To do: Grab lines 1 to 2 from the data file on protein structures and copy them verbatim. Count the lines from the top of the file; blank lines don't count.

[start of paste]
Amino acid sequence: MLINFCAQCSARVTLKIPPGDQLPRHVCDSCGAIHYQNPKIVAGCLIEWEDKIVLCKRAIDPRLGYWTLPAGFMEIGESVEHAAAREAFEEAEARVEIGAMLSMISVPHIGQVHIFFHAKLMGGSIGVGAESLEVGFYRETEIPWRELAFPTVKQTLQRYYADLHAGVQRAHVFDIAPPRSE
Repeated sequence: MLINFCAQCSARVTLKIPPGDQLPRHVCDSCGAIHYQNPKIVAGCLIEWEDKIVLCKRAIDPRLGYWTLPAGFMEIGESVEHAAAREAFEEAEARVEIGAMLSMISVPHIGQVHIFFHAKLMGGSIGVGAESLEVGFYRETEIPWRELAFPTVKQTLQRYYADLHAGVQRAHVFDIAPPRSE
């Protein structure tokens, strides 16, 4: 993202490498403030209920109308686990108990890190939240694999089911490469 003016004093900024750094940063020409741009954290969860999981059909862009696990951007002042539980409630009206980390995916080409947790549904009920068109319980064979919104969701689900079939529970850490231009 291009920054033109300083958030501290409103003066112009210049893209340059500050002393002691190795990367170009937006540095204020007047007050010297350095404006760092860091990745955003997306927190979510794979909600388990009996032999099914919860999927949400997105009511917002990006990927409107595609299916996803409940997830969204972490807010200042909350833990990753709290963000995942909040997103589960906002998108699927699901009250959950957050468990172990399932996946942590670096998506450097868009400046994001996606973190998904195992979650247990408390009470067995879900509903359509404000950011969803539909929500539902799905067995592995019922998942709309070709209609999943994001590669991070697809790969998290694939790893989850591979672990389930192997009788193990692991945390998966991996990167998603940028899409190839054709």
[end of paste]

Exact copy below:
Amino acid sequence: MLINFCAQCSARVTLKIPPGDQLPRHVCDSCGAIHYQNPKIVAGCLIEWEDKIVLCKRAIDPRLGYWTLPAGFMEIGESVEHAAAREAFEEAEARVEIGAMLSMISVPHIGQVHIFFHAKLMGGSIGVGAESLEVGFYRETEIPWRELAFPTVKQTLQRYYADLHAGVQRAHVFDIAPPRSE
Repeated sequence: MLINFCAQCSARVTLKIPPGDQLPRHVCDSCGAIHYQNPKIVAGCLIEWEDKIVLCKRAIDPRLGYWTLPAGFMEIGESVEHAAAREAFEEAEARVEIGAMLSMISVPHIGQVHIFFHAKLMGGSIGVGAESLEVGFYRETEIPWRELAFPTVKQTLQRYYADLHAGVQRAHVFDIAPPRSE